If you want a poly sound, I think a polyphonic keyboard might be a better way to go.
smitty.west, lots of good advice above. One thing to suggest is to look at the Studio Electronics Quadnic module. Four voices.. you can lock them or use separate V/O inputs. A variety of tonalities available. Good for chords but also when you want 2 or more voice lines to have similar sounds but different melodies. Nothing fancy, but inexpensive, a good sound and one of the few modules of this size with four voices. Have fun with your music.
I like the sound of different-brand oscillators tuned together but not sync’d. Oftentimes they will drift apart on their own. A very fast triangle LFO into the pulse width of one of them can add some fatness.
I often read a modular systems "idea" is not after achieving polyphony.
But if there are no rules, why not? I wonder if 3 or more VCOs, routed by a midi interface for lowest, highest and between note, are the same polyphony as from a normal poly-Keyboard-synth???

Why do I Need and VCF EGand VCA for each VCO seperately? Is there a way e.g. a multiple, to share one VCF, EG and VCA for all Oscillators?
NewSynthOnTheBlock wrote:
But if there are no rules, why not?

Because it will cost you an arm and a leg. For a real polyphonic synth you’ll need one VCO, one VCA, one VCF and two envelopes per voice. Normal polyphonic synths has at least four voices and often twice that.

Also, to set up a polyphonic patch without modules made for this purpose or some clever multing will mean that you’ll have to dial in the same values once per voice. And if you change one setting you’ll have to change it once per voice. Tons of work and a lot more expensive than a normal polyphonic synth.

But if you want to then go for it. The result might be cool.
You need to consider how you are going to play it - I have a synth which in theory I can have 4 identcal voices - however I don't have a keyboard that can play it - not sure if there are many CV keyboards that can do this - and if you go the midi route you need MIDI/CV converter which can work in poly mode.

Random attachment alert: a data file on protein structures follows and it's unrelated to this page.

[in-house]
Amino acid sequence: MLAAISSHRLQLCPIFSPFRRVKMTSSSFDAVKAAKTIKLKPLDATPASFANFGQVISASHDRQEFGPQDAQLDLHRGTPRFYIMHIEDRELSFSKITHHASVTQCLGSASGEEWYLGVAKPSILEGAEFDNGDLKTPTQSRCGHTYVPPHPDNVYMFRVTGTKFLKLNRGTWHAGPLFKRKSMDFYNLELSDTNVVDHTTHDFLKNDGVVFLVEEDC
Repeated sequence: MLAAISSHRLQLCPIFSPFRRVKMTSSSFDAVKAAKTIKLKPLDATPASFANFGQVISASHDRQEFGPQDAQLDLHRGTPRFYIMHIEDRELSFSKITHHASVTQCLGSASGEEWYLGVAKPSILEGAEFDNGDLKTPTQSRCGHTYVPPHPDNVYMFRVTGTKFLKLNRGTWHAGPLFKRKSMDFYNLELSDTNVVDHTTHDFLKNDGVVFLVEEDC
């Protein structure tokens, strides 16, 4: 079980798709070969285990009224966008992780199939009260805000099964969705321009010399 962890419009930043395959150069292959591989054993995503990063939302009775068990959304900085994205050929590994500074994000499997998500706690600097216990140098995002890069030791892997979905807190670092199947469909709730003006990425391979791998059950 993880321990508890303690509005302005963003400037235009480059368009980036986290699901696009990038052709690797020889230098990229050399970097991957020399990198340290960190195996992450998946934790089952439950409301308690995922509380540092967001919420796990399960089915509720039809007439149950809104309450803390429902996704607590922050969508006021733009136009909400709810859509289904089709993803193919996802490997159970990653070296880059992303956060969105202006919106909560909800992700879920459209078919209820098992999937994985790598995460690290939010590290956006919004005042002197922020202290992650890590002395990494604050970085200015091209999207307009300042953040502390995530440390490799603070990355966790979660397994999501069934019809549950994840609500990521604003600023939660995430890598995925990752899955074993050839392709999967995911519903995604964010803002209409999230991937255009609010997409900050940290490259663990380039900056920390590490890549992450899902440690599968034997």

Creating the synth side of it is easy - all you need is $
FWIW, related discussion here:

5U Polyphonic Patch Experiments (2018)

Take a look on YouTube for some analogue polysynth teardown videos to see what goes on inside them. It ain't simple. Dead Banana

It's not impossible in modular, it's just that's not what modular is good at. Right tool for the job and all that. thumbs up
I'm new to the world of modular too, and after looking into many of your same questions, I settled on a uBermuda and an STO. I specifically decided not to get two of the same oscillator, but to get two that offered interesting modulation and waveform options.

I've found I tend to use them in a "complex oscillator" configuration most of the time (that is, not two independent oscillators fed into a mixer, playing "in unison"; but one of them modulating the other, so I only take one waveform out).

The STO has both linear and exponential FM (I tend to use the linear for timbral interaction with the uBermuda and exponential with an LFO), as well as a sub-oscillator and sineshaper.

The uBermuda has external FM and a "self-mod" FM feedback loop.

They can also both sync off of each other.

I highly recommend two mismatched oscillators if only for that reason! If there's a very pricey and a very inexpensive oscillator you've been looking at, get both. Later you might decide you want a second expensive one, but until then, explore using them in tandem.
Is there a way e.g. a multiple, to share one VCF, EG and VCA for all Oscillators?

I use a quad vca and a dual envelope and two separate filters to handle two voicess. Split one env (multiple / stackable) out to handle the vca of each voice and split the other env out to be the filter env of each voice. Its limiting but i have a tiny rack.

Nexti want a multi lfo.. having 1x of each function is too expensive.